While the Church of Scientology has been showing off its new eye-popping $57million headquarters on Sydney's north shore in a bid to attract new members, the secretive religion has been quietly working on its former flagship facility.
The secretive religion's former headquarters tucked in Dundas, in western Sydney, which is believed to be used as a punishment camp for members who stray, is receiving its own massive renovation, including a birthing unit, Daily Mail Australia understands.
Scientologists practice 'silent birth' and discourage any words from being used from any person in the delivery room.
It is understood the new unit for expectant mothers is included in the building's overall face lift to accommodate a mix of families and students that call the quiet facility home.
A plan approved by the City of Parramatta states that the renovations will include 'additions to the existing place of public worship including internal reconfiguration, provision of new dormitory.'
The plans show extensive work to the outside of the facility and plumbing but do not depict a birthing unit or new dormitories.
The first application submitted to the city list the price for the renovations at $1,638,627.
The plan was altered and resubmitted again but depicted the estimated price as $0.
Four additional plans have been submitted this year since June for 'alterations and additions,' fire safety upgrades, additional landscaping and 'disabled access upgrades and construction of new external fire stairs'.
The estimated price for all four new applications is around $4.5million.
Vicki Dunstan, the president of the church in Australia, told Daily Mail Australia the improvements were to 'beautify' the building and will include a new gate, landscaping, fresh paint to the inside and upgrades to bathroom facilities.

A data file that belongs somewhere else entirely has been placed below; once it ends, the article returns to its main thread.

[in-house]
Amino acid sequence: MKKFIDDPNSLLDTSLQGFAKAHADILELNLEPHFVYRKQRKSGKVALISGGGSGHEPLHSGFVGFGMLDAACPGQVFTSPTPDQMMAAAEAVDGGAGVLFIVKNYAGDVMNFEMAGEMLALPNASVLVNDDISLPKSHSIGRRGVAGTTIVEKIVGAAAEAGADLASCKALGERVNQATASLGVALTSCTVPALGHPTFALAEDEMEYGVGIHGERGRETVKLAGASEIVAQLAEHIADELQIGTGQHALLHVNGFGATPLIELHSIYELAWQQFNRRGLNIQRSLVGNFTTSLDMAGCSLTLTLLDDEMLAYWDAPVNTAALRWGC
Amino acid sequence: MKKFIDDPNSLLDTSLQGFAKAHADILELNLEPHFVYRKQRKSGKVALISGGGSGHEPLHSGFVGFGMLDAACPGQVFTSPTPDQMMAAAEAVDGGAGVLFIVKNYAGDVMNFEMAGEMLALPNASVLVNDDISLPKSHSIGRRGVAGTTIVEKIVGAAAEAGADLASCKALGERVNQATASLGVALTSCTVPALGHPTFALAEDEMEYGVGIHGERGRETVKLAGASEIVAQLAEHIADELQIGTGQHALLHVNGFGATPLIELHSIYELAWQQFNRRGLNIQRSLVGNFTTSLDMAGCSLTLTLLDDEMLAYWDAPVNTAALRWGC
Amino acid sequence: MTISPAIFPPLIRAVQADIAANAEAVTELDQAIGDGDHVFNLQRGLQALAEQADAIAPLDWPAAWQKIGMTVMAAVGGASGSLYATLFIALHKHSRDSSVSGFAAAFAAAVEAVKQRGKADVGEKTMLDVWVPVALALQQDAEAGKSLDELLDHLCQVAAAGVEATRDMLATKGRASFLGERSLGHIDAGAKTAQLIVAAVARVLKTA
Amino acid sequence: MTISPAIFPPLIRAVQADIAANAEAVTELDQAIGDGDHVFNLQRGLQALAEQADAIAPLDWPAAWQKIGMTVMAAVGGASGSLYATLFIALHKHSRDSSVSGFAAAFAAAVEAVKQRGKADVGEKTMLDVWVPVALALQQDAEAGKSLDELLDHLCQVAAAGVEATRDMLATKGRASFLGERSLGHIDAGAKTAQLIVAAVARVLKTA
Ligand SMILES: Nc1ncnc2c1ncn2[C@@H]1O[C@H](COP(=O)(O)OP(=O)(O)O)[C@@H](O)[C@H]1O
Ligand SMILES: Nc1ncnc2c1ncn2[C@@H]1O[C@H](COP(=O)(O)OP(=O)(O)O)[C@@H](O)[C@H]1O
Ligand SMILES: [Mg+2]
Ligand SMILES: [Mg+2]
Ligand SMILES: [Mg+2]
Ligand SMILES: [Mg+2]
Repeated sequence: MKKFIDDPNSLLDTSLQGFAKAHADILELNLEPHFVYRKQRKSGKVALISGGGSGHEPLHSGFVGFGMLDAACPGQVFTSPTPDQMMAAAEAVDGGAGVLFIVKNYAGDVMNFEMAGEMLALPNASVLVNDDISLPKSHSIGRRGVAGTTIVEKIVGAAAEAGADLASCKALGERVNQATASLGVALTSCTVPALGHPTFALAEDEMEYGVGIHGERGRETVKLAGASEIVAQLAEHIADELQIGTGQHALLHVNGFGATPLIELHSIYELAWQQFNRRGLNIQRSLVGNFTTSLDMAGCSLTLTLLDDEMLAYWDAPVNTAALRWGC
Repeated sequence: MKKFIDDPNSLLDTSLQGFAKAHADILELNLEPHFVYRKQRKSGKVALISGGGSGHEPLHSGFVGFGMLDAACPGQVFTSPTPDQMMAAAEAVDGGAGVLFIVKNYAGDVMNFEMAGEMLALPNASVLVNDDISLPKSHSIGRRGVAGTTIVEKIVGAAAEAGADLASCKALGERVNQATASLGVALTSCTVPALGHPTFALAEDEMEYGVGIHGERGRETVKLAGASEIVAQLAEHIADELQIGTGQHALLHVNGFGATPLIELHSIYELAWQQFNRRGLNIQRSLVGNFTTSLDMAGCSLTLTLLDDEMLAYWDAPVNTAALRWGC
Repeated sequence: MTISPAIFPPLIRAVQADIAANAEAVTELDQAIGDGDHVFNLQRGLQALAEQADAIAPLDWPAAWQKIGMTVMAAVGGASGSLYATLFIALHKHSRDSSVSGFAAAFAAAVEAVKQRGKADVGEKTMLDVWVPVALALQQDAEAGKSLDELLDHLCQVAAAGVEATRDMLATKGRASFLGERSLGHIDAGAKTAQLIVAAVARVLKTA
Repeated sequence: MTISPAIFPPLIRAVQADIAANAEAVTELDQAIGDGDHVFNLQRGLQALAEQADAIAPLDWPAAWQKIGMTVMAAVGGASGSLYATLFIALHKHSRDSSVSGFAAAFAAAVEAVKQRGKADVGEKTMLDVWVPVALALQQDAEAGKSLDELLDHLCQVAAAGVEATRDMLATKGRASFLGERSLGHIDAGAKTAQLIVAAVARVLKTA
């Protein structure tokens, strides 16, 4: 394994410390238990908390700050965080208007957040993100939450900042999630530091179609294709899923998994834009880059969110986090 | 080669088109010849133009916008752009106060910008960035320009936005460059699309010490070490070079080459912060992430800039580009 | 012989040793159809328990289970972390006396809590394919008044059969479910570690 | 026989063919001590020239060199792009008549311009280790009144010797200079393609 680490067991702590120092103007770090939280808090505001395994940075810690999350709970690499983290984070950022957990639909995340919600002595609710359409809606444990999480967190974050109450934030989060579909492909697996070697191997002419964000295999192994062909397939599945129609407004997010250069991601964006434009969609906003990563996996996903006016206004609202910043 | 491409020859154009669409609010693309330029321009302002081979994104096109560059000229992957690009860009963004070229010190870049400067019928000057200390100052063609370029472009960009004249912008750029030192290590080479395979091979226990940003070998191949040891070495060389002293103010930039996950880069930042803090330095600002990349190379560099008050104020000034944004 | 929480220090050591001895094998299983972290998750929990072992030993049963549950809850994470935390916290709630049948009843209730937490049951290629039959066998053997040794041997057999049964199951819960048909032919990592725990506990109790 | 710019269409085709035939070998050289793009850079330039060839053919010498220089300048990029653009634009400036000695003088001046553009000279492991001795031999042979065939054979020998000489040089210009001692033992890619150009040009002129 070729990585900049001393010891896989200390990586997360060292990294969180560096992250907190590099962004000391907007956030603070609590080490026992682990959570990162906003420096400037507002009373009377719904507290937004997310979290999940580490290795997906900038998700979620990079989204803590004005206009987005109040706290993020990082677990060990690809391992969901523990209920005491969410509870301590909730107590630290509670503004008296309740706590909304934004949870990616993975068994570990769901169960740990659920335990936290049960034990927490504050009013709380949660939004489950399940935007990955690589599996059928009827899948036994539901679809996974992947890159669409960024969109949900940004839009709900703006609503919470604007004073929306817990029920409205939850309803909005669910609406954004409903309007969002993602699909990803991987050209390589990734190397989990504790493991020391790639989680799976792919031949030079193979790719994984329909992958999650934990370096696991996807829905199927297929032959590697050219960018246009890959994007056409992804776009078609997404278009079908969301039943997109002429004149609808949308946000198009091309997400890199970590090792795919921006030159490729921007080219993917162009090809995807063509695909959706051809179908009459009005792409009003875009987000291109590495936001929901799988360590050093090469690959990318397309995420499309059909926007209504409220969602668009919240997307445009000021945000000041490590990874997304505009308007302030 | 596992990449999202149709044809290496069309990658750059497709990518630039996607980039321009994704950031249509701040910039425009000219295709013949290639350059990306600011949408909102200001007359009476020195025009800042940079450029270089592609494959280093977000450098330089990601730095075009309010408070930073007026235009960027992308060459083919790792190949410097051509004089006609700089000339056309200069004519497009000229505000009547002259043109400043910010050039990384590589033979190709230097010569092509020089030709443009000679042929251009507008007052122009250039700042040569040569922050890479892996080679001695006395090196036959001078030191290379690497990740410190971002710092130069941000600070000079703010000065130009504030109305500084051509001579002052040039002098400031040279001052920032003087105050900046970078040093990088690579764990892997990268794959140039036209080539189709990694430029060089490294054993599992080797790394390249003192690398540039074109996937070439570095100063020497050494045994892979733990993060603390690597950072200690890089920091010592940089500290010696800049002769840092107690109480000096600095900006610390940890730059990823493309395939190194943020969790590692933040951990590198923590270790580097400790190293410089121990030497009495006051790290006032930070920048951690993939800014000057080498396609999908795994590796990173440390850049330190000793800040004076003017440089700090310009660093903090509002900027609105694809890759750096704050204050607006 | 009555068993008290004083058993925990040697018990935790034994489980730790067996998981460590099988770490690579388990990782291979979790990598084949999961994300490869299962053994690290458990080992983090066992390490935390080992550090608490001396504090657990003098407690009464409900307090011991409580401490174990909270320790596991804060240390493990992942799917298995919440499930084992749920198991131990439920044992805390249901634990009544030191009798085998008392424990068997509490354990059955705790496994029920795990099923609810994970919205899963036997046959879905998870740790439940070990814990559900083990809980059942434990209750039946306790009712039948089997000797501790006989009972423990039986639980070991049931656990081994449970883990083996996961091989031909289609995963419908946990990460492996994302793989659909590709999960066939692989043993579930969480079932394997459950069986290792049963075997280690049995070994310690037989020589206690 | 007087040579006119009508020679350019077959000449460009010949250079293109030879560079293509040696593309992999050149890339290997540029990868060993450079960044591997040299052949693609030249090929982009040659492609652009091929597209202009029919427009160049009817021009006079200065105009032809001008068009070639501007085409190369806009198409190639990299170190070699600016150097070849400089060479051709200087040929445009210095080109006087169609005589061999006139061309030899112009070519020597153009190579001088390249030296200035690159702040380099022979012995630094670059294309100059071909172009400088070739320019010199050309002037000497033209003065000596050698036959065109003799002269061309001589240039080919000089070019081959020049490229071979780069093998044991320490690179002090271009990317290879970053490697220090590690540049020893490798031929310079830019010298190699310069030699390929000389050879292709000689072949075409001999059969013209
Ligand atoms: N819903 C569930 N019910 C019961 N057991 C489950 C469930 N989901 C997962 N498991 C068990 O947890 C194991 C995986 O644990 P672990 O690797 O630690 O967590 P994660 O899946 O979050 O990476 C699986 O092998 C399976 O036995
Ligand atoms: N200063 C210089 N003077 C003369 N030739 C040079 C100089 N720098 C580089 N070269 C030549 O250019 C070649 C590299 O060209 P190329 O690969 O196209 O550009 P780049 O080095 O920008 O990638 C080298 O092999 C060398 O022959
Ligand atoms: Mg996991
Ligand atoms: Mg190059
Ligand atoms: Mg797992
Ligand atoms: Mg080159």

She confirmed members of the church live there and said many of them are Ministers or Ministers in training for the religion.
Members from overseas can also stay there when they visit, she said.
Ms Dunstan would not say if a birthing unit or additional dorms are included in the renovations, or how much it would cost.
'The Dundas facility used to house administrative offices, as well as living spaces. Now that the administrative has moved to the Chatswood building, we are renovating the existing building,' she said.
A handful of people were seen wandering around the property, which was littered with mounds of dirt and construction materials with a broken delivery sign in the front that read 'Church of Scientology.'
A young girl, no older than eight, was seen playing in the dusty yard by herself before being joined by an older man who led her around by her hand. Two women who appeared to be in their 40s or 50s, one dressed in tailored pant suit, were also seen walking onto the property.
A woman who has lived across the street from the church headquarters for 16 years said she sees a large bus coming and going from several times a day and often until 3am.
'I think they're going to the city,' she said, adding that the majority of people being transported seem to be of Asian appearance.
Another neighbour, who lives nearby with his newborn daughter, said he hasn't had an problems with the people living in the building because they are quiet but the buses coming and going 'every 30 minutes are irritating.'
In 2013, ABC reported that the Church of Scientology had been focusing on recruiting new members and staff in Taiwan and was bringing many of them to Dundas.
Insiders said that at least 50 percent of Scientology's staff in Sydney are from Taiwan.
Former Hack host Steven Cannane called the Dundas headquarters a 'penal colony' in his new book Fair Game, and claimed the members sent to the facility were isolated and forced to perform manual labour, while eating 'slops' and leftovers from a nearby market, according to ABC.
The church was accused of holding a woman named Alice Wu hostage in an isolation room in the building in 2012 after a mental breakdown, according to ABC.
Ms Wu's family claim she was trying to escape when she smashed the widow and injured her hand but the church denied the allegations.
Her family said the ordeal began when Ms Wu asked to leave but a statement from the church offered to ABC said Ms Wu had simply come down with the flu, had become delusory and cut her hand.
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